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Google PowerMeter tracks home electricity via Wi-Fi

Google signs on the makers of PowerCost Monitor to track electricity data either through a dedicated monitor or Google's PowerMeter Web application on PC or smartphone.

Google's PowerMeter Web application can now track home electricity from a PC or smartphone using Wi-Fi and a home's broadband connection.

Blue Line Innovations is expected to announce a deal tomorrow to tie its PowerCost Monitor to Google's PowerMeter for monitoring home energy. Combined with a WiFi Gateway sold by Blue Line Innovations, a person can get real-time and historical information on electricity use. PowerMeter also lets people create a home energy budget, share efficiency tips, and predict costs.

The PowerCost Monitor comes with an electricity meter sensor, energy display, and a WiFi Gateway to see meter data on the Web.
The PowerCost Monitor comes with an electricity meter sensor, energy display, and a WiFi Gateway to see meter data on the Web. Blue Line Innovations

Getting more information on energy use is meant to help people find ways to conserve. For example, a person can see a home's "baseline" electricity use to help locate appliances to turn off. Monitor makers reports people can save roughly 5 percent to 15 percent on electricity based on changes from more information.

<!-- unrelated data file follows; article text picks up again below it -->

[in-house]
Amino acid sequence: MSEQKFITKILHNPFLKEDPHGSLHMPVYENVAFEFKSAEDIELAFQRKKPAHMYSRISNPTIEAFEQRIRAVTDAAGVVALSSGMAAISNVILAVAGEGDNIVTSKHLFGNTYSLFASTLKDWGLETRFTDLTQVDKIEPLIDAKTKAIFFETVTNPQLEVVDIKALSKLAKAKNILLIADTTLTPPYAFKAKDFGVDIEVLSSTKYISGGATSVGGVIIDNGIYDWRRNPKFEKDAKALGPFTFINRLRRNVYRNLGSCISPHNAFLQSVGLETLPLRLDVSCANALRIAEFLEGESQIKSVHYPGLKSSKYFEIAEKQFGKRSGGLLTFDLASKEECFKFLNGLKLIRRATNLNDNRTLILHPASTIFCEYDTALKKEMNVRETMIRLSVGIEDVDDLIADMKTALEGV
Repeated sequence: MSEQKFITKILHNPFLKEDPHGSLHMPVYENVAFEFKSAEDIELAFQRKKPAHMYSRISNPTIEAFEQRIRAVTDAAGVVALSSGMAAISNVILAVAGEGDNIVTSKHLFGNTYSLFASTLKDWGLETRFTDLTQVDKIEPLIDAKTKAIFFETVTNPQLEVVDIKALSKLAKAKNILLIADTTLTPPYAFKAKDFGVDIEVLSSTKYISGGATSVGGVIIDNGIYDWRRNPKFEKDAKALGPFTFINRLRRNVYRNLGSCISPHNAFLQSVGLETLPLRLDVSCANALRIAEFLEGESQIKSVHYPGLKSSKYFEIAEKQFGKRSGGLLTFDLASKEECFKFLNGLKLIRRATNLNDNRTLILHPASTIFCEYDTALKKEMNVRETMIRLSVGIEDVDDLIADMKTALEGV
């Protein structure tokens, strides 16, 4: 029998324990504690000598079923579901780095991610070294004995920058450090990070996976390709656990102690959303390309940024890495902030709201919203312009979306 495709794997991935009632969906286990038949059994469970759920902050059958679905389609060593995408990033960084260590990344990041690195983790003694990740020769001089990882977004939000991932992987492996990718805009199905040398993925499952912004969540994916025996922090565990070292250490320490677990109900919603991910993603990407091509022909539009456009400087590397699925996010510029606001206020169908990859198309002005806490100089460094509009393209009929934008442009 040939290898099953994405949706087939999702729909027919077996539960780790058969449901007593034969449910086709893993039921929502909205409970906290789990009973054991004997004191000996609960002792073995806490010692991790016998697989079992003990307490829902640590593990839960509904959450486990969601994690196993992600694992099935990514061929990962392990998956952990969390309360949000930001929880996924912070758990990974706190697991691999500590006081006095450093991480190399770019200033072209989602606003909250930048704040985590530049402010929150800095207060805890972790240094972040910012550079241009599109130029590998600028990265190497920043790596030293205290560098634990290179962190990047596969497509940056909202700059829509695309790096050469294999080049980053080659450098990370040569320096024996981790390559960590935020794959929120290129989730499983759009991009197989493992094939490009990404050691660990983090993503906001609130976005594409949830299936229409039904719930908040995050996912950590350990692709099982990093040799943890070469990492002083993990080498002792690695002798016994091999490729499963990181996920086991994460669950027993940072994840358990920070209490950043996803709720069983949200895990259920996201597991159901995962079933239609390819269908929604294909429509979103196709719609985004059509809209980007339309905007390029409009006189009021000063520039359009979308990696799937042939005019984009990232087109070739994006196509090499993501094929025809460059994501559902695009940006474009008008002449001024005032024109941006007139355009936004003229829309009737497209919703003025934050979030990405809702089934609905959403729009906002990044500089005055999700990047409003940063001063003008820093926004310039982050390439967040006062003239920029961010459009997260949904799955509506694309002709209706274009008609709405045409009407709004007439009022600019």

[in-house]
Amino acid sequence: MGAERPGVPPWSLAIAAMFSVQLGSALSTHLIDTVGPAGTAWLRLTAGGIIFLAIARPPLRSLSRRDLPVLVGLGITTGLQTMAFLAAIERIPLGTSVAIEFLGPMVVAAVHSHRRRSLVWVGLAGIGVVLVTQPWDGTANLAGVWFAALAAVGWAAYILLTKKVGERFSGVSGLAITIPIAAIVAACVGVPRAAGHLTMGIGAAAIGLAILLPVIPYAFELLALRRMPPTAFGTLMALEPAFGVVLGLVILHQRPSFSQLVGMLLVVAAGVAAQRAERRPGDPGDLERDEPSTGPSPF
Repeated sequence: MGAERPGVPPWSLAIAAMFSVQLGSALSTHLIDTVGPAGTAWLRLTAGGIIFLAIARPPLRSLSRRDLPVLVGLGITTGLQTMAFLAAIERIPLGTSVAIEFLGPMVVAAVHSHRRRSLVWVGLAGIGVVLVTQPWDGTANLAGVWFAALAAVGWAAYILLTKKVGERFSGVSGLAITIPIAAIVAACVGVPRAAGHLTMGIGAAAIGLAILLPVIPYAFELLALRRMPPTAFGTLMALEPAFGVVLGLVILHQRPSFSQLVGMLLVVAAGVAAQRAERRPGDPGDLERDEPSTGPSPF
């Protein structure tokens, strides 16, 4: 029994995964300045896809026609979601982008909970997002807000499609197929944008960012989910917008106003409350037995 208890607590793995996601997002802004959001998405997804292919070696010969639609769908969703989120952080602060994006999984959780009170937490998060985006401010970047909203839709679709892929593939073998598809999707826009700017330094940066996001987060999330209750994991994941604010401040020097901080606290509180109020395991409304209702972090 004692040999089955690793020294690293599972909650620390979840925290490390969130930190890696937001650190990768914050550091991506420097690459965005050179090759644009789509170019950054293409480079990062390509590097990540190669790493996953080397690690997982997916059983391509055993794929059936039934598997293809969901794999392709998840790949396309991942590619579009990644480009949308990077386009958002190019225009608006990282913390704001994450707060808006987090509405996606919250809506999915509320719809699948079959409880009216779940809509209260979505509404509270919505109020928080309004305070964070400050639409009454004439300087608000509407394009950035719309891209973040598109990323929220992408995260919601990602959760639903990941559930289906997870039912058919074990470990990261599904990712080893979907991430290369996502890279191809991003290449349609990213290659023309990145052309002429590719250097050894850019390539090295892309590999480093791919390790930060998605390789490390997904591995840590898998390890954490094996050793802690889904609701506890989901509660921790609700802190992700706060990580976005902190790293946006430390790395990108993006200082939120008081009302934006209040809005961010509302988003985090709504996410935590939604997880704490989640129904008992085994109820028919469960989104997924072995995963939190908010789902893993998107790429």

In July, Microsoft and Blue Line Innovations announced a similar deal where people can track electricity data using Microsoft's Hohm Web application, a competitor to Google PowerMeter. Both Web applications are free.

Smart meters have the ability to track this electricity data as well, even with more fine-grained detail. But using a home broadband connection and do-it-yourself installation opens up online electricity monitoring to a much broader base of potential customers.

The PowerCost Monitor kit, which costs about $100, includes a sensor that fits onto an electricity meter. The sensor reads how much power is being used and transmits that information to the monitor, which is a simple display a bit bigger than a smart phone.

With the WiFi Gateway, which costs an additional $129, usage information is sent via a home broadband connection to Google, letting people view electricity data online.

Google has established connections between PowerMeter and a few home electricity monitors and smart meters. Over time, executives have said Google intends to expand the capabilities of the application beyond electricity monitoring to track water, natural gas, and potentially schedule electric vehicle charging.

Previous coverage of PowerCost Monitor: